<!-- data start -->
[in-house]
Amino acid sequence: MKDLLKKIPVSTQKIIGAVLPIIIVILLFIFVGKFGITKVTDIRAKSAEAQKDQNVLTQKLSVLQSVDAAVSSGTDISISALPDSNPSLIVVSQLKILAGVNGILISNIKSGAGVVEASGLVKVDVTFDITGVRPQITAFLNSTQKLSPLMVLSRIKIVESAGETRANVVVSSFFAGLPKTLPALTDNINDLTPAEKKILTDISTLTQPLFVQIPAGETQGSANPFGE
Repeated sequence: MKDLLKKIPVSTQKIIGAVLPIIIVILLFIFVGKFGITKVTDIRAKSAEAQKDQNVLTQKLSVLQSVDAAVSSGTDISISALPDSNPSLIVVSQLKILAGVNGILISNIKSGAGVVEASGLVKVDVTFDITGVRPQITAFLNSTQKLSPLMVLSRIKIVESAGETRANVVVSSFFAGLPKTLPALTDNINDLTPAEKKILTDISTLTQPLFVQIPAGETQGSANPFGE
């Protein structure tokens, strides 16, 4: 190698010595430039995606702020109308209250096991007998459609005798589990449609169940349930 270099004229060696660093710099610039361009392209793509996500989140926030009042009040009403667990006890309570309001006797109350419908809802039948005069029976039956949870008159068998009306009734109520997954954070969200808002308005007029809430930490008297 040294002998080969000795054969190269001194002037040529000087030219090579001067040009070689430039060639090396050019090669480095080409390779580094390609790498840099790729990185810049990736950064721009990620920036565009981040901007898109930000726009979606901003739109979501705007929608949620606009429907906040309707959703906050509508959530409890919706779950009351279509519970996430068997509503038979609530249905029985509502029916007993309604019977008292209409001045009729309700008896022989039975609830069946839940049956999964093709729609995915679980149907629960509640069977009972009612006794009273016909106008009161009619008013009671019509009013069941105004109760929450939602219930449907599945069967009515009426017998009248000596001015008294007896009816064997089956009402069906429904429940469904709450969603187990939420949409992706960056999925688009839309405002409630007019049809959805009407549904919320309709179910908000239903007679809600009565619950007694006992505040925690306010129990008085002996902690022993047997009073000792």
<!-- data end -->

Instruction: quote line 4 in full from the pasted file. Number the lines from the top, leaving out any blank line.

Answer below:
């Protein structure tokens, strides 16, 4: 190698010595430039995606702020109308209250096991007998459609005798589990449609169940349930 270099004229060696660093710099610039361009392209793509996500989140926030009042009040009403667990006890309570309001006797109350419908809802039948005069029976039956949870008159068998009306009734109520997954954070969200808002308005007029809430930490008297 040294002998080969000795054969190269001194002037040529000087030219090579001067040009070689430039060639090396050019090669480095080409390779580094390609790498840099790729990185810049990736950064721009990620920036565009981040901007898109930000726009979606901003739109979501705007929608949620606009429907906040309707959703906050509508959530409890919706779950009351279509519970996430068997509503038979609530249905029985509502029916007993309604019977008292209409001045009729309700008896022989039975609830069946839940049956999964093709729609995915679980149907629960509640069977009972009612006794009273016909106008009161009619008013009671019509009013069941105004109760929450939602219930449907599945069967009515009426017998009248000596001015008294007896009816064997089956009402069906429904429940469904709450969603187990939420949409992706960056999925688009839309405002409630007019049809959805009407549904919320309709179910908000239903007679809600009565619950007694006992505040925690306010129990008085002996902690022993047997009073000792």